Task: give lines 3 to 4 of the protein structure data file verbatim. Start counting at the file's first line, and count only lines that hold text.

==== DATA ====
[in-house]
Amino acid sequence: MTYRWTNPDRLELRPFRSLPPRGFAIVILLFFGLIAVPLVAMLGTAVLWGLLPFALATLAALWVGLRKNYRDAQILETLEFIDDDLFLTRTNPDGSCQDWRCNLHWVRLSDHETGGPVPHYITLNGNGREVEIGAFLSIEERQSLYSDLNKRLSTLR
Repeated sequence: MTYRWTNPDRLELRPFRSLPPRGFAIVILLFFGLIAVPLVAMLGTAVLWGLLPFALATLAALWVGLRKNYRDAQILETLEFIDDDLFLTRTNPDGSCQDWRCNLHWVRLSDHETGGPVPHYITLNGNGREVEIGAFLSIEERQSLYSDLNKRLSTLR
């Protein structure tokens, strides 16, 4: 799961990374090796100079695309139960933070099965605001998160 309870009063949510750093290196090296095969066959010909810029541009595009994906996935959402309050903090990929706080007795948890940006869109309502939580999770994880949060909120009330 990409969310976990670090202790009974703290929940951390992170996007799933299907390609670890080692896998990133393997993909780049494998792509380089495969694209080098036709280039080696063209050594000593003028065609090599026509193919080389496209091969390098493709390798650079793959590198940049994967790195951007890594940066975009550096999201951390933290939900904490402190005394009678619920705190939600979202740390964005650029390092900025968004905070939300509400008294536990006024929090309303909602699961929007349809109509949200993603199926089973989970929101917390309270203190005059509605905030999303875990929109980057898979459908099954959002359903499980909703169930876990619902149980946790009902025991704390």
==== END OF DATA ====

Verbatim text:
Repeated sequence: MTYRWTNPDRLELRPFRSLPPRGFAIVILLFFGLIAVPLVAMLGTAVLWGLLPFALATLAALWVGLRKNYRDAQILETLEFIDDDLFLTRTNPDGSCQDWRCNLHWVRLSDHETGGPVPHYITLNGNGREVEIGAFLSIEERQSLYSDLNKRLSTLR
């Protein structure tokens, strides 16, 4: 799961990374090796100079695309139960933070099965605001998160 309870009063949510750093290196090296095969066959010909810029541009595009994906996935959402309050903090990929706080007795948890940006869109309502939580999770994880949060909120009330 990409969310976990670090202790009974703290929940951390992170996007799933299907390609670890080692896998990133393997993909780049494998792509380089495969694209080098036709280039080696063209050594000593003028065609090599026509193919080389496209091969390098493709390798650079793959590198940049994967790195951007890594940066975009550096999201951390933290939900904490402190005394009678619920705190939600979202740390964005650029390092900025968004905070939300509400008294536990006024929090309303909602699961929007349809109509949200993603199926089973989970929101917390309270203190005059509605905030999303875990929109980057898979459908099954959002359903499980909703169930876990619902149980946790009902025991704390």